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Morning Jay: Where is the Public on Obamacare?

6:00 AM, Mar 30, 2011 • By JAY COST
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On the Fox New Sunday panel last weekend, there was an interesting discussion about Obamacare, a year after the controversial bill became law. Nina Easton said:

[T]hings haven't changed much in 12 months. We have a -- despite by, the way, ramped-up efforts by the White House which is going to ramp up again to explain the benefits of health care reform to the nation, we have a divided country.

Half the country hates it, thinks it's government overreach, possibly socialistic. We have got another half, though, which supports it or thinks it's not liberal enough. So none of that has moved.

Bill Kristol argued:

I think March 21, 2010 [the day the bill was passed], will be the high watermark, historically, of big government liberalism and of the entitlement state. This is sort of the overreach that shows how insane the modern entitlement state has become. And they expected their support to build, because in previous entitlements, when they got passed, people liked them once they were passed.

That has not happened in this case. The polls haven't changed. They're not changing. And I think it's going to be a burden for the president and his re-election effort. And as I said, I think this will be repealed.

Meanwhile, Juan Williams asserted:

I think so much has changed. You look at the polls, the polls now indicate -- I think it was Gallup now has it 46-40, the American people support this health care reform effort.

So, that's three different takes on Obamacare: no change and a split between supporters and opponents; no change, significant opposition; change toward the supporters.

What to make of all this?

The most recent poll from Gallup showed a split of 46-44: 46 percent said passing the bill was a "good thing," while 44 percent said it was a "bad thing." These are about the best numbers you can find for Obamacare, at this point. Indeed, the other numbers from Gallup are not that good. Just 39 percent said they thought it would improve health care in the U.S. and just 25 percent thought their own care would improve.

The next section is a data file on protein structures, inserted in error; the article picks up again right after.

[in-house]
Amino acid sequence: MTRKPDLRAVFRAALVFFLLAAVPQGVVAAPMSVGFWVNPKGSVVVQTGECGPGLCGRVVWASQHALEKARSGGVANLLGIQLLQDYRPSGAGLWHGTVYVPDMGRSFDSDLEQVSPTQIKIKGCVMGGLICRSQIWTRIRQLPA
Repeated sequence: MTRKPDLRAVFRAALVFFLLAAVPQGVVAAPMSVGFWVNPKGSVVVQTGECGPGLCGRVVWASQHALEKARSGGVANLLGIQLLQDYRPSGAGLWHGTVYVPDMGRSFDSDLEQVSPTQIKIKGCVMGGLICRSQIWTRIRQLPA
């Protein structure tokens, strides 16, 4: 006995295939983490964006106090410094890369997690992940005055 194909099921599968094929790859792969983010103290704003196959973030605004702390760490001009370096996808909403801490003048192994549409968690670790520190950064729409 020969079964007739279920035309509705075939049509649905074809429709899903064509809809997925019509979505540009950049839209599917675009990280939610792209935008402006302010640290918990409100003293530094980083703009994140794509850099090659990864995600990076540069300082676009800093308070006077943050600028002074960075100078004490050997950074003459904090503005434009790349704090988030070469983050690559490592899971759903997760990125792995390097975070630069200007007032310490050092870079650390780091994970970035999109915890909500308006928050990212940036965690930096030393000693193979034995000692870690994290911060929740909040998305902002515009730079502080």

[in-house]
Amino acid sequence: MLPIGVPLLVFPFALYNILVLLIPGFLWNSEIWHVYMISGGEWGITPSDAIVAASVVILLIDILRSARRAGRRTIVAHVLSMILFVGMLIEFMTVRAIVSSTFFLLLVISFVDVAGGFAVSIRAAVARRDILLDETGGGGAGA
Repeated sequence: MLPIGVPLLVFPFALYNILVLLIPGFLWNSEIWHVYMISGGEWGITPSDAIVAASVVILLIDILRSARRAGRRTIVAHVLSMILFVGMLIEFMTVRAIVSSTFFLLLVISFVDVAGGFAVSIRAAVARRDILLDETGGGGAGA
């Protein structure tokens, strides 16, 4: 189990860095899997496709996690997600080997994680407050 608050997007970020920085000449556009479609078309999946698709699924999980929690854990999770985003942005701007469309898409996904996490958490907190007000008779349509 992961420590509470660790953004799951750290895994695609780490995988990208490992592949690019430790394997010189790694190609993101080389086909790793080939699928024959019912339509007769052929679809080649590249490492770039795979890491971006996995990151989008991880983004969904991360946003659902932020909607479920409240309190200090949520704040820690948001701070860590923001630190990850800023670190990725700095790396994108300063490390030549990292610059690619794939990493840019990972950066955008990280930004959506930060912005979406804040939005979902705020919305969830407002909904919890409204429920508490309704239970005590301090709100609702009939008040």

There have been other polls that have found mixed news for Obamacare. For instance, the NBC/Wall Street Journal poll in January found that 39 percent thought that passing the bill was a "good idea," and 39 percent thought that passing it was a "bad idea." Earlier this month, Bloomberg found that 41 percent thought it should be repealed, 42 percent thought we should wait to see how it works, and 12 percent thought it should be left alone. Meanwhile, the Kaiser poll found that 30 percent want to "expand" the bill, 21 percent want to keep as is, and 39 percent want to repeal it.

Against this data, we can look at the results from RealClearPolitics, which averages polls that ask the straightforward question whether respondents favor or oppose repeal. The numbers on this front are not good at all for those in support of Obama's health care overhaul.

These numbers are generally, but not uniformly, terrible for Obamacare. What is especially helpful about this is that there is a relatively consistent question asked across the polls -- and unlike the NBC/WSJ question, for instance, it is direct and to the point on the political issue.

Another direct question is whether or not respondents approve of President Obama's job performance on the health care issue. And here, the numbers are quite negative: see CNN (41-58), Bloomberg (44-50), Quinnipiac (40-56), and Gallup (40-56).

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